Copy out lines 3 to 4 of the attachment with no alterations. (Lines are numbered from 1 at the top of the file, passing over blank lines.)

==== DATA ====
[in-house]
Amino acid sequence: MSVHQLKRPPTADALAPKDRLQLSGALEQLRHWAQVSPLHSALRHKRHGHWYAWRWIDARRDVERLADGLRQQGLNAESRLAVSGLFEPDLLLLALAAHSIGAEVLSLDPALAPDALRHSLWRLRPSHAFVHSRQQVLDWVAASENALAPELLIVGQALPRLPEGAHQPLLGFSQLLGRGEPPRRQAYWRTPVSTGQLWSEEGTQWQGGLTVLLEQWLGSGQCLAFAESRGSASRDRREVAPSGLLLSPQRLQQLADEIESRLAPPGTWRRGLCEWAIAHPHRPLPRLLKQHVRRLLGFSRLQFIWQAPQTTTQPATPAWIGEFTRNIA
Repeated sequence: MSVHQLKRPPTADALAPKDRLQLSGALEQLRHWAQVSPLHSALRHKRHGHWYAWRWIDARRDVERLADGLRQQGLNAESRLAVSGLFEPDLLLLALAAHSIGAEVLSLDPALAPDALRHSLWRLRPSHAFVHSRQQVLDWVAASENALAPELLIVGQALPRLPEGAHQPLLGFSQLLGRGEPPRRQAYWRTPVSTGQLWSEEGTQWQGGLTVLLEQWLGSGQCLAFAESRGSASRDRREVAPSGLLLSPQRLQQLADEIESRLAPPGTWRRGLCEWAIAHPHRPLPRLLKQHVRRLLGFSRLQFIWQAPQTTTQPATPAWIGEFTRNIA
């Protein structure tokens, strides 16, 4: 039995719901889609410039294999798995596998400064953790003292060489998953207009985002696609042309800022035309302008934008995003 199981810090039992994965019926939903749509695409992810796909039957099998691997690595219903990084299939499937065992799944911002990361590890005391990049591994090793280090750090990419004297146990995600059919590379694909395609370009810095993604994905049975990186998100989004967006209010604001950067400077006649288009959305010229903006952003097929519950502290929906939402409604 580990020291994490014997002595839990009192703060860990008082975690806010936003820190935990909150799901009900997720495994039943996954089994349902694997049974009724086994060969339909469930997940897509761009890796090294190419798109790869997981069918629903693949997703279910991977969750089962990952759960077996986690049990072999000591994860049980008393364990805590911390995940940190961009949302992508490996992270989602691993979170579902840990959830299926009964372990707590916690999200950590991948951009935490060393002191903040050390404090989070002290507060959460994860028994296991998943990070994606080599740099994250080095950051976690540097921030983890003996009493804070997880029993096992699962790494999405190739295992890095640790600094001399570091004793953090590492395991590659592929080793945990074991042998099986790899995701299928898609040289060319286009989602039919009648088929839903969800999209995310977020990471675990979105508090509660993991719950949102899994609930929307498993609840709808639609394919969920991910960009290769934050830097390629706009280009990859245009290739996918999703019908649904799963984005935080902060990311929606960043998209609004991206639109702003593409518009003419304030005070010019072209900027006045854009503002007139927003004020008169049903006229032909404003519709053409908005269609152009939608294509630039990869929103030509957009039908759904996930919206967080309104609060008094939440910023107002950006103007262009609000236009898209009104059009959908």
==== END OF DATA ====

Repeated sequence: MSVHQLKRPPTADALAPKDRLQLSGALEQLRHWAQVSPLHSALRHKRHGHWYAWRWIDARRDVERLADGLRQQGLNAESRLAVSGLFEPDLLLLALAAHSIGAEVLSLDPALAPDALRHSLWRLRPSHAFVHSRQQVLDWVAASENALAPELLIVGQALPRLPEGAHQPLLGFSQLLGRGEPPRRQAYWRTPVSTGQLWSEEGTQWQGGLTVLLEQWLGSGQCLAFAESRGSASRDRREVAPSGLLLSPQRLQQLADEIESRLAPPGTWRRGLCEWAIAHPHRPLPRLLKQHVRRLLGFSRLQFIWQAPQTTTQPATPAWIGEFTRNIA
């Protein structure tokens, strides 16, 4: 039995719901889609410039294999798995596998400064953790003292060489998953207009985002696609042309800022035309302008934008995003 199981810090039992994965019926939903749509695409992810796909039957099998691997690595219903990084299939499937065992799944911002990361590890005391990049591994090793280090750090990419004297146990995600059919590379694909395609370009810095993604994905049975990186998100989004967006209010604001950067400077006649288009959305010229903006952003097929519950502290929906939402409604 580990020291994490014997002595839990009192703060860990008082975690806010936003820190935990909150799901009900997720495994039943996954089994349902694997049974009724086994060969339909469930997940897509761009890796090294190419798109790869997981069918629903693949997703279910991977969750089962990952759960077996986690049990072999000591994860049980008393364990805590911390995940940190961009949302992508490996992270989602691993979170579902840990959830299926009964372990707590916690999200950590991948951009935490060393002191903040050390404090989070002290507060959460994860028994296991998943990070994606080599740099994250080095950051976690540097921030983890003996009493804070997880029993096992699962790494999405190739295992890095640790600094001399570091004793953090590492395991590659592929080793945990074991042998099986790899995701299928898609040289060319286009989602039919009648088929839903969800999209995310977020990471675990979105508090509660993991719950949102899994609930929307498993609840709808639609394919969920991910960009290769934050830097390629706009280009990859245009290739996918999703019908649904799963984005935080902060990311929606960043998209609004991206639109702003593409518009003419304030005070010019072209900027006045854009503002007139927003004020008169049903006229032909404003519709053409908005269609152009939608294509630039990869929103030509957009039908759904996930919206967080309104609060008094939440910023107002950006103007262009609000236009898209009104059009959908």